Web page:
Mexico City becomes ‘work from home’ haven for US expats, but locals are getting priced out
, 2022-08-22 02:00:00,
CNN — Sandra Ortiz struggles to talk about her family’s restaurant without breaking down into tears.
“They arrived and told us we had five minutes to get everything out,” Ortiz said, recalling her family’s eviction in February.
Ortiz, 55, and her four siblings had taken over Tortería Colima from their father, who started it as a bakery in 1968. The siblings expanded it into a restaurant, which grew popular among locals in Mexico City.
For 54 years, the Ortiz family ran its business from the ground floor of a four-story building, located at a busy corner in the increasingly desirable Roma neighborhood.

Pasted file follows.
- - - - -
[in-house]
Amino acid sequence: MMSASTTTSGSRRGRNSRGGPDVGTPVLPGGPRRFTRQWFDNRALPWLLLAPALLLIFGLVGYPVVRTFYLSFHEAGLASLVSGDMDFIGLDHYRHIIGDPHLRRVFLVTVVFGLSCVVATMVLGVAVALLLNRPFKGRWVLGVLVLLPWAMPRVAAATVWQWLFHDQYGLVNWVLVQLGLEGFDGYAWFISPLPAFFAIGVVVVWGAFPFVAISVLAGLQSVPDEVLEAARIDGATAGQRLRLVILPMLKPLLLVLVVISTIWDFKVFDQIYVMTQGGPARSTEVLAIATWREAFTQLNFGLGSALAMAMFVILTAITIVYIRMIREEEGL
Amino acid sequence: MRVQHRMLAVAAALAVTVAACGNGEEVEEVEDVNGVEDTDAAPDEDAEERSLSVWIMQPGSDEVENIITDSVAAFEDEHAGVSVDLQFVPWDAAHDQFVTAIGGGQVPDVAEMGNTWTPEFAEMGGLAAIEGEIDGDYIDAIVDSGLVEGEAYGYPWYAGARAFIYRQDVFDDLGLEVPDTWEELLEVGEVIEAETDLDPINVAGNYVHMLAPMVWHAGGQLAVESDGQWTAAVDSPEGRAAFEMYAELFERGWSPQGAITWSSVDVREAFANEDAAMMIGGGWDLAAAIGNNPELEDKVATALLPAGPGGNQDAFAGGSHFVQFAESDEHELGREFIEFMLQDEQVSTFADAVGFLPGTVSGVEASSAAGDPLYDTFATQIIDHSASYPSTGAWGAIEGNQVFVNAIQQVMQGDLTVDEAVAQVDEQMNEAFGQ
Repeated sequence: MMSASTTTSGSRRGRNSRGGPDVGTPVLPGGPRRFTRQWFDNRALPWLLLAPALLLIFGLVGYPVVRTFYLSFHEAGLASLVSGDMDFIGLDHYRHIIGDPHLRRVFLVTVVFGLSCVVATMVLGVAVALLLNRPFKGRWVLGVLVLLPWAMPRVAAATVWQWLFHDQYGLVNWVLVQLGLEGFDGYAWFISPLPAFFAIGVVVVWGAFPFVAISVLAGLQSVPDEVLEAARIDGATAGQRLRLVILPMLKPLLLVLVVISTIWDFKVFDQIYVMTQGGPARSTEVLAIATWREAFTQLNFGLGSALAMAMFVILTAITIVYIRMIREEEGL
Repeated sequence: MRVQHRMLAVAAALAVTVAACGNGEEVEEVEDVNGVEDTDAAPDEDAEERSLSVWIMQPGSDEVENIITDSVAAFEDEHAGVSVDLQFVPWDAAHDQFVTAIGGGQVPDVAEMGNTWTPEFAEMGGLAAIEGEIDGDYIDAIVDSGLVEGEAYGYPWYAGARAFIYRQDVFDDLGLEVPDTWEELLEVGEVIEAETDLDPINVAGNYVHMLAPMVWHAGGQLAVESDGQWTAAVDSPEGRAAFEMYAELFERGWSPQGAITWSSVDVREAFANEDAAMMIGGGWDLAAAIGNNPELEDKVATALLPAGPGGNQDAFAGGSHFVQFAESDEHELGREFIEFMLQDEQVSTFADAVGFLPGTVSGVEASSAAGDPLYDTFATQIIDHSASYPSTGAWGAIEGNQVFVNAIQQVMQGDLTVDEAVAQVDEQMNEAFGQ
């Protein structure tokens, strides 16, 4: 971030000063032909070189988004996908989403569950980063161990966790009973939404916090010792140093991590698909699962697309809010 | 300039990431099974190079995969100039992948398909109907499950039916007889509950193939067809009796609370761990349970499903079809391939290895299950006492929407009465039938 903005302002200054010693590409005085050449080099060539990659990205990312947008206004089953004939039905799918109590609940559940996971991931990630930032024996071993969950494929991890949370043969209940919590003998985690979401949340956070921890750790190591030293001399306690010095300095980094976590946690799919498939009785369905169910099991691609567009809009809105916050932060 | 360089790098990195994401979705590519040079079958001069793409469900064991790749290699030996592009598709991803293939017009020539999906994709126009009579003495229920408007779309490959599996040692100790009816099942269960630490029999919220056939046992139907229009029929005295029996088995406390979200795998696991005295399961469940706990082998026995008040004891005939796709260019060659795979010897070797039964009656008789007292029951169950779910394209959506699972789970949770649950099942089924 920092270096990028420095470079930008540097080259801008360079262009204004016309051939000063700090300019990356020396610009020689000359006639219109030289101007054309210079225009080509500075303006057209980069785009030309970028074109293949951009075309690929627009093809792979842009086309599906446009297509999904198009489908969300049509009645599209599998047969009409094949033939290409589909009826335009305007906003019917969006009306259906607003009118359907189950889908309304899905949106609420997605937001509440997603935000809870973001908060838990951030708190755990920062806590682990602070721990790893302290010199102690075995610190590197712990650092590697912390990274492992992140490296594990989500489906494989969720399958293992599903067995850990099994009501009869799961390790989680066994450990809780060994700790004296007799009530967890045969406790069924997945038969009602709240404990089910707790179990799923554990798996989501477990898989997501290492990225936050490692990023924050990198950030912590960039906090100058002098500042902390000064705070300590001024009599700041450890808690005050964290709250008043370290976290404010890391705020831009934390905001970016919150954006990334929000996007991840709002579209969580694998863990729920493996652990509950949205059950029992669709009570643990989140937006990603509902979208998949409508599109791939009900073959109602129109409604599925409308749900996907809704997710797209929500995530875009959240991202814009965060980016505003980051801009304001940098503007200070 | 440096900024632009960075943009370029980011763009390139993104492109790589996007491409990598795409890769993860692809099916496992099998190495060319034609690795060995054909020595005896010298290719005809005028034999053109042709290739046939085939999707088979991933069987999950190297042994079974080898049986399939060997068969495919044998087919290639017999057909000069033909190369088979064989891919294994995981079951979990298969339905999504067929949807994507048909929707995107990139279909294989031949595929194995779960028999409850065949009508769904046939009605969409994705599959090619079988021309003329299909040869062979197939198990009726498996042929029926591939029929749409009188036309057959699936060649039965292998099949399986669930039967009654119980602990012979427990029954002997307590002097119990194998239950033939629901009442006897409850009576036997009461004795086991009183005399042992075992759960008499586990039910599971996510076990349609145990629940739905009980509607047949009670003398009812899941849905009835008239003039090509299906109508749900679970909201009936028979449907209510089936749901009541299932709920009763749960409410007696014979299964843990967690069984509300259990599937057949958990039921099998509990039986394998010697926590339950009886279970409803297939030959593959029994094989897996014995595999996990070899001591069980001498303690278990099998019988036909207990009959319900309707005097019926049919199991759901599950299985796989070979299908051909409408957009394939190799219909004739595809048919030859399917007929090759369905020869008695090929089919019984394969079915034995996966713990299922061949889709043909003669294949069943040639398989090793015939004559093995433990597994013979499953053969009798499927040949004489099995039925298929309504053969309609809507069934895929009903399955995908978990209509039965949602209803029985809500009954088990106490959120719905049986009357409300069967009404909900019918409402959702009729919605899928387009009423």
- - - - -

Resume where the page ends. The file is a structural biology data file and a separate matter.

But in recent years, the family watched as the community around them changed. An influx of foreigners, mostly from the US, inspired Mexican landlords to renovate and remodel their properties to accommodate the wealthier arrivals. Ortiz watched as visitors and tourists suddenly became full-time neighbors.
“Prices are much higher,” she said. “It’s difficult because a lot of these foreigners come, and they have a bunch of money to be able to spend on these apartments and rents.”
The Ortiz’s landlord followed the business trend. The family tried to push back and keep their space, but after a lengthy legal battle they were ultimately evicted in February. More than a half century of belongings were piled up on the street as they were forced out. The building is now being renovated into high-end apartments.
“A lot of pain … They hurt me a lot,” Ortiz said, washing dishes alongside…
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